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Medium 9781780422589

París : 1886-1888

Slice PDF May 27, 2014

París : 1886-1888

“La difusión de las ideas”

V

an Gogh ya vivía en la capital francesa desde hacía casi medio año, cuando le escribió a Horace M. Lievens, un pintor inglés que había conocido en

Amberes: “Y recuerde, mi estimado colega, París es París. Existe un solo París, y por más que resulte difícil vivir aquí, y aun si empeora y se hace más difícil –el aire francés esclarece el cerebro y te hace bien–, es un mundo de bien”58.

Inesperadamente había llegado en marzo de 1886, y de inmediato le envió una nota a su hermano a la galería: “Mi querido Theo, no estés enojado conmigo por haber venido así de buenas a primeras. Lo he pensado mucho, y creo que de esta forma ganaremos tiempo. Estaré en el Louvre desde el mediodía en adelante, o antes, si lo deseas”59.

Van Gogh permaneció en París durante dos años. Puesto que estaba viviendo con su corresponsal más importante, este capítulo de su vida está pobremente documentado. La convivencia de los dos hermanos tuvo sus conflictos. “Hubo un tiempo en el que pensaba mucho en Vincent y en el que era mi mejor amigo, pero esto se terminó ahora”, protesta Theo ante su hermana Willemina. “Desde su punto de vista parece ser aún peor, porque no pierde oportunidad de hacerme saber que me desprecia y me detesta. Por esa razón, mi casa se ha tornado insoportable. Ya nadie viene a visitarme debido a sus reproches, y también porque la casa está tan sucia, que se ha vuelto poco acogedora”60.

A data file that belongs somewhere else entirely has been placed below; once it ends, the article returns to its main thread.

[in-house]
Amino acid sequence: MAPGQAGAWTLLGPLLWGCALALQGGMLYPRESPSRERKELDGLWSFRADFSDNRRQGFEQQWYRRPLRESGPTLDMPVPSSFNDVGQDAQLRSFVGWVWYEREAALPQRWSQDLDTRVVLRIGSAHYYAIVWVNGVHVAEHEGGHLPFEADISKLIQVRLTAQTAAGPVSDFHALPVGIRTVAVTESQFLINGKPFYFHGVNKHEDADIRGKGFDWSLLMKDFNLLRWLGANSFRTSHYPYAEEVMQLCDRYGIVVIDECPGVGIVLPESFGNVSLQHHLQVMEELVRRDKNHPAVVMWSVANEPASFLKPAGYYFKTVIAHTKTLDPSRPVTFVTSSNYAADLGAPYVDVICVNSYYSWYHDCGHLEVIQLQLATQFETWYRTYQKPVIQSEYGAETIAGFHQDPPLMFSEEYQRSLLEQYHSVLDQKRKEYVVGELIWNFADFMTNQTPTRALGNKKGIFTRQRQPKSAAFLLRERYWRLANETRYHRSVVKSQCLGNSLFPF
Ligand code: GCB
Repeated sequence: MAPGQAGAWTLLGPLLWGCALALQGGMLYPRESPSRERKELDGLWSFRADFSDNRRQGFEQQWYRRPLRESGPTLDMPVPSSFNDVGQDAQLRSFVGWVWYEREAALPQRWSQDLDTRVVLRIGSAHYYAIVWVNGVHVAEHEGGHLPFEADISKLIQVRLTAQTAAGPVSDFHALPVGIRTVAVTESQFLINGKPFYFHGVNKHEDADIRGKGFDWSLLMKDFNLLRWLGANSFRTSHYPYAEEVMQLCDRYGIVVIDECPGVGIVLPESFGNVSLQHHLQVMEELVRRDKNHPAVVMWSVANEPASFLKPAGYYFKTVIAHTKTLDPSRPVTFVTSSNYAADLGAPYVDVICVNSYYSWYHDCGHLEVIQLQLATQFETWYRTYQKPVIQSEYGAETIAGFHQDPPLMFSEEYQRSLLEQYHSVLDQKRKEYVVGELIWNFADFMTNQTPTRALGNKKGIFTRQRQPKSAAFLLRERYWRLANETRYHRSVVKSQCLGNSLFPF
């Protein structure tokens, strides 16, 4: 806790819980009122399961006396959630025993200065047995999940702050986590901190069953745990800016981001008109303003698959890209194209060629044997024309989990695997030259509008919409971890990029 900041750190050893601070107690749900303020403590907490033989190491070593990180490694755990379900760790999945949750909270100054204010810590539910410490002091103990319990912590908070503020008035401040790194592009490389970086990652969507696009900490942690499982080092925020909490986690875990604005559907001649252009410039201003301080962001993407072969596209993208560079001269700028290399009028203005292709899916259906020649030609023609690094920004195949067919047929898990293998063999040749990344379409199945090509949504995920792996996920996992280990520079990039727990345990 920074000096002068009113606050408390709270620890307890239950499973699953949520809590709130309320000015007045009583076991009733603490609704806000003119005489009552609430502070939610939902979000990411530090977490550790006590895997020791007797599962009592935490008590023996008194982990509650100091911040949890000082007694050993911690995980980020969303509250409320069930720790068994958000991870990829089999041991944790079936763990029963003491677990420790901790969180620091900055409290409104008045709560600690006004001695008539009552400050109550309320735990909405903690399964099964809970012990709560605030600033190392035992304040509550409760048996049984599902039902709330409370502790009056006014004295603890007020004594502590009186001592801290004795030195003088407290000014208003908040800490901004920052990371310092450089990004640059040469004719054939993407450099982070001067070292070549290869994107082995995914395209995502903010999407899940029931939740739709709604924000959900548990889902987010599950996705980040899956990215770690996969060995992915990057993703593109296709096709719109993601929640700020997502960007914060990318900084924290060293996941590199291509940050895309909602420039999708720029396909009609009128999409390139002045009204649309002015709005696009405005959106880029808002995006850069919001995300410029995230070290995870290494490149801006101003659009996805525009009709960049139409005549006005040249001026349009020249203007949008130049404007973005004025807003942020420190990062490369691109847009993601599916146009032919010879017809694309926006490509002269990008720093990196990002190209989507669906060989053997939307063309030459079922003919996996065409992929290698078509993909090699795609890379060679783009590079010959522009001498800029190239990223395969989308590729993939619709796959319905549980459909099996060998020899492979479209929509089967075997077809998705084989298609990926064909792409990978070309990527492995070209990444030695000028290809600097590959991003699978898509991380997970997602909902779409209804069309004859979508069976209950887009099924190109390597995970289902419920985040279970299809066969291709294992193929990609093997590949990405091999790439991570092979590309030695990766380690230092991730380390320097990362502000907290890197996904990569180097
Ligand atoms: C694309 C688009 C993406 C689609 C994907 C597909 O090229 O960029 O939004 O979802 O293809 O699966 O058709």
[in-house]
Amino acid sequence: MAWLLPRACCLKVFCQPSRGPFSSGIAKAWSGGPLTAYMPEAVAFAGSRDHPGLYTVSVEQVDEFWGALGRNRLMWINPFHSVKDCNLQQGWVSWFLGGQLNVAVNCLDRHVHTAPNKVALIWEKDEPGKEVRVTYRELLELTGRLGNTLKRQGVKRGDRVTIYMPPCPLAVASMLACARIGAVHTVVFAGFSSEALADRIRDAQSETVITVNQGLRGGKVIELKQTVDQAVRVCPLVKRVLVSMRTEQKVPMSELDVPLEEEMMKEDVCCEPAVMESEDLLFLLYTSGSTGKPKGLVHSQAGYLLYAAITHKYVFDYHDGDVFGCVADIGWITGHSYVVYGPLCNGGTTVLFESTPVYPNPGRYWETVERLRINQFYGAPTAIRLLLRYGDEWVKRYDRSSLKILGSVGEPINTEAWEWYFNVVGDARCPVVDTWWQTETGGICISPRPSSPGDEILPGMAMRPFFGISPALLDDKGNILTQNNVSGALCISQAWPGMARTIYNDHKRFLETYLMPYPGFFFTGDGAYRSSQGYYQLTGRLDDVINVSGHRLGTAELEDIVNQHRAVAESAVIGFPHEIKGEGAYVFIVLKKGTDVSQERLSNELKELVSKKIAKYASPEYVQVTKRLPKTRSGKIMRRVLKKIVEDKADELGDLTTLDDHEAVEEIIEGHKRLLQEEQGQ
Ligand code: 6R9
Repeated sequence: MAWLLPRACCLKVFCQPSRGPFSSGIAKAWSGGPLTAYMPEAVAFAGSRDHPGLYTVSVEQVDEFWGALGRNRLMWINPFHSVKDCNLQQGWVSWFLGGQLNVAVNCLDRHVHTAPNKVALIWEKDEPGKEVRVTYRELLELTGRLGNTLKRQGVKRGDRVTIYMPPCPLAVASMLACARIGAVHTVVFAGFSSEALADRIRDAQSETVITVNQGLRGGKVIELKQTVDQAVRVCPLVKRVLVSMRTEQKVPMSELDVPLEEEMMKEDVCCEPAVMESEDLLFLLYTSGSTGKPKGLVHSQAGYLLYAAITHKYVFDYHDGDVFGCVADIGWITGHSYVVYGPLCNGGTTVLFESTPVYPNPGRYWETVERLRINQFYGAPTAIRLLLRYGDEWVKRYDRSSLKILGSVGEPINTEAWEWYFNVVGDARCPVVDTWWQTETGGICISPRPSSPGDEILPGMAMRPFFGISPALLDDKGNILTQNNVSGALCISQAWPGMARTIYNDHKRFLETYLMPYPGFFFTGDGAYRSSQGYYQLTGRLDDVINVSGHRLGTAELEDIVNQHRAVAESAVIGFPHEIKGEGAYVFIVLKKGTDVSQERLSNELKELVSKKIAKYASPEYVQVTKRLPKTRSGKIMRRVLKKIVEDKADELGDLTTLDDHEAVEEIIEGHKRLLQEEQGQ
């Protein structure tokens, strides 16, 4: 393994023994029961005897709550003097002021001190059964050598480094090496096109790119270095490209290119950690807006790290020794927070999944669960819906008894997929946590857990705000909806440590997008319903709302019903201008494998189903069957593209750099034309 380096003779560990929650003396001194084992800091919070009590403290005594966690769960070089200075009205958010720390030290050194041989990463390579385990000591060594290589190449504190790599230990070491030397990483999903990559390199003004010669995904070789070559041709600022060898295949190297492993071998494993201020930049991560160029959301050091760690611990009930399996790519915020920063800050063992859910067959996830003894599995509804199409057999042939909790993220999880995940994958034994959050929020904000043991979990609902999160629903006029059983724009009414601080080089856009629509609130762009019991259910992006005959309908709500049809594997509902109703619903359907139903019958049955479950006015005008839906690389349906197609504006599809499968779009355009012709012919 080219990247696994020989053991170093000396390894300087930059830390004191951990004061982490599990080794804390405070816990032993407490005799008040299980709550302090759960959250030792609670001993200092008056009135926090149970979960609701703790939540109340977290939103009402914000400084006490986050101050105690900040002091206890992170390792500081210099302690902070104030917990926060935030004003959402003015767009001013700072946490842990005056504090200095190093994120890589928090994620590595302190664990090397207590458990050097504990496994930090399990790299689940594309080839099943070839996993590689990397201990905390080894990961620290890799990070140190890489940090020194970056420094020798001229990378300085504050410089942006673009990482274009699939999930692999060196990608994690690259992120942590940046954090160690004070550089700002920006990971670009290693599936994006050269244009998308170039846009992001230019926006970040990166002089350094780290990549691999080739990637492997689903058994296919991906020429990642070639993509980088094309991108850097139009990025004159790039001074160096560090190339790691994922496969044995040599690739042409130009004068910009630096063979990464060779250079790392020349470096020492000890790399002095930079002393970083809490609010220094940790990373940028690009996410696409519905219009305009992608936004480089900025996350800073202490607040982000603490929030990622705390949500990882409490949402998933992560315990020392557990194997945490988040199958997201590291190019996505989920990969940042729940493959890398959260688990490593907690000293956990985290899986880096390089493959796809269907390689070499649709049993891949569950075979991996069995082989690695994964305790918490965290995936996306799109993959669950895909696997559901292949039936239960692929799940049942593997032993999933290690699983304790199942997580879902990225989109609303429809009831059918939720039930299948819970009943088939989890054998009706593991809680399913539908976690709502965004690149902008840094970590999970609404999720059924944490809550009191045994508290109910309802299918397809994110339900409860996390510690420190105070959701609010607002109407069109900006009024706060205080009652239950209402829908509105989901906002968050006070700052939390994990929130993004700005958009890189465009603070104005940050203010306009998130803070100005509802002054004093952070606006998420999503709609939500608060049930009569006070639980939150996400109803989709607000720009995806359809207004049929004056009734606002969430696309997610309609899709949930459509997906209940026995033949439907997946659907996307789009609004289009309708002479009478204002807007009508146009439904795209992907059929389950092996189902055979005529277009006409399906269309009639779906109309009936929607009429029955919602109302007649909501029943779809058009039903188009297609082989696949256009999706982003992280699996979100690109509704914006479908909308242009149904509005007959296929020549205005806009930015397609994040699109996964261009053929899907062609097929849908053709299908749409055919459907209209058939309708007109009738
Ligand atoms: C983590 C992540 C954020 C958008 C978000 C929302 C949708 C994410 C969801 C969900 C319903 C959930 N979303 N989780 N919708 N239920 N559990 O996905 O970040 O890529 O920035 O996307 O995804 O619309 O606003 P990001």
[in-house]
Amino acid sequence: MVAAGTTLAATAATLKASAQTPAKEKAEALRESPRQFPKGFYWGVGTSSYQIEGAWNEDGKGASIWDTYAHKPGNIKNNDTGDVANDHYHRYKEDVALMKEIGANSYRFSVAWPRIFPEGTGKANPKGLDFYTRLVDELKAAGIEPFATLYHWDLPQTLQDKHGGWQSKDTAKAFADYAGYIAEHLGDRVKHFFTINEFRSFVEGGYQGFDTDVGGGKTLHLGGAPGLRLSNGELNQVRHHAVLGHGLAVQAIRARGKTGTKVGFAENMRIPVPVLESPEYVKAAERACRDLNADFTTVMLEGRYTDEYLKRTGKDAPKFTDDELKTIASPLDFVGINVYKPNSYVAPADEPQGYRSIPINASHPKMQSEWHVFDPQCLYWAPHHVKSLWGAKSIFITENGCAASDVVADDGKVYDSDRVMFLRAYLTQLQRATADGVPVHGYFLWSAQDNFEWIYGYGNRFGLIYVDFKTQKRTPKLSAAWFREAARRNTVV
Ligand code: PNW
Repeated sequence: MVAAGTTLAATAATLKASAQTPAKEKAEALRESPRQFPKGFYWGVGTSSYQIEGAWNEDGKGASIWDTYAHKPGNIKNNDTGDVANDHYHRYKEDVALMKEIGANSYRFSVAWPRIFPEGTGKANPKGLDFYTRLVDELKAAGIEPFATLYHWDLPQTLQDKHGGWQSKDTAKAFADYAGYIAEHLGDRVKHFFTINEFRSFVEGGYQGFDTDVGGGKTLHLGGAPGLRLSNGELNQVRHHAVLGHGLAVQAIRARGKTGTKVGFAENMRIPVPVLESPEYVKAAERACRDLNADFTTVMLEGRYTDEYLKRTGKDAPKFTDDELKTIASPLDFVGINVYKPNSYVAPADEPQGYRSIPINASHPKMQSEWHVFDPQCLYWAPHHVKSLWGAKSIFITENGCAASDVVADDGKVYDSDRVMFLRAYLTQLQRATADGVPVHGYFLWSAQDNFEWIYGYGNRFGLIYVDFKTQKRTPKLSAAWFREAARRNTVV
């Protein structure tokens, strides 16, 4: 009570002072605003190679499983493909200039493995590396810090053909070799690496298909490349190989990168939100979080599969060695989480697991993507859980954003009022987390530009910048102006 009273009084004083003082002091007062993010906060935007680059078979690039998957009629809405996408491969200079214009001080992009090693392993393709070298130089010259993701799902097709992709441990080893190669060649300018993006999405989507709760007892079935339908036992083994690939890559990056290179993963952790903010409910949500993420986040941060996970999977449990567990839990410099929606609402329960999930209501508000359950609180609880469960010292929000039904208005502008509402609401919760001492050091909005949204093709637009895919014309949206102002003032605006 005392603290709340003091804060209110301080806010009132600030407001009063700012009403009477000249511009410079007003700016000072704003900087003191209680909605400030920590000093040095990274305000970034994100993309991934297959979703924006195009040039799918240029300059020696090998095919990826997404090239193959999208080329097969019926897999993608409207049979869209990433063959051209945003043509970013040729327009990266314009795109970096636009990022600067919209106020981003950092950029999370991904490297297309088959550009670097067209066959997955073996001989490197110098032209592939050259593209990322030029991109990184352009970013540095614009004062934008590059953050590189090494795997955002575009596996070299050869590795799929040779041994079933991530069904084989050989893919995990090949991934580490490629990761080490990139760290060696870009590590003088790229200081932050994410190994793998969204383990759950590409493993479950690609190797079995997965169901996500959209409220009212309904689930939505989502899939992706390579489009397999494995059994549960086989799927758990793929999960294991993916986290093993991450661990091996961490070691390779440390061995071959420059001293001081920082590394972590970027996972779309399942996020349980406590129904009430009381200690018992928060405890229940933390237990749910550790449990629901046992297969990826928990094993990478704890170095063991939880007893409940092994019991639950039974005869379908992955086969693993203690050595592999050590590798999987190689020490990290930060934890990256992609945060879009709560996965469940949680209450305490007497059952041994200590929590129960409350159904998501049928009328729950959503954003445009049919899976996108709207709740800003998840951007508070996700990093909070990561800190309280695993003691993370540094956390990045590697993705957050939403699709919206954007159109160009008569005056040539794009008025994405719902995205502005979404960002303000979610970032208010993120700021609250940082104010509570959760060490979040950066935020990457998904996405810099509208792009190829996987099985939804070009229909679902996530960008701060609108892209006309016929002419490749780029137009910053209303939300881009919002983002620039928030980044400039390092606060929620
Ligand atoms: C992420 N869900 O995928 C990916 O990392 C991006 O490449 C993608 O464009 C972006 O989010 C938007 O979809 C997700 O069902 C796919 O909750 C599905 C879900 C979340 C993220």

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Medium 9781449337049

1. Getting Started: Compiling, Running, and Debugging

Source: Java Cookbook
Slice ePub August 20, 2014

This chapter covers some entry-level tasks that you need to know how to do before you can go on—it is said you must crawl before you can walk, and walk before you can ride a bicycle. Before you can try out anything in this book, you need to be able to compile and run your Java code, so I start there, showing several ways: the JDK way, the Integrated Development Environment (IDE) way, and the build tools (Ant, Maven, etc.) way. Another issue people run into is setting CLASSPATH correctly, so that’s dealt with next. Deprecation warnings follow after that, because you’re likely to encounter them in maintaining “old” Java code. The chapter ends with some general information about conditional compilation, unit testing, assertions, and debugging.

If you don’t already have Java installed, you’ll need to download it. Be aware that there are several different downloads. The JRE (Java Runtime Environment) is a smaller download for end users. The JDK or Java SDK download is the full development environment, which you’ll want if you’re going to be developing Java software.

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Medium 9781449306649

Staging New Versions

Slice ePub May 27, 2014

A staging environment is only used occasionally. We want to test a new version, or new settings, so we need a clean copy of production. It is not necessary to have this environment around all the time. Well use our freshly created configuration template to easily launch a new environment that we can terminate again when we are done.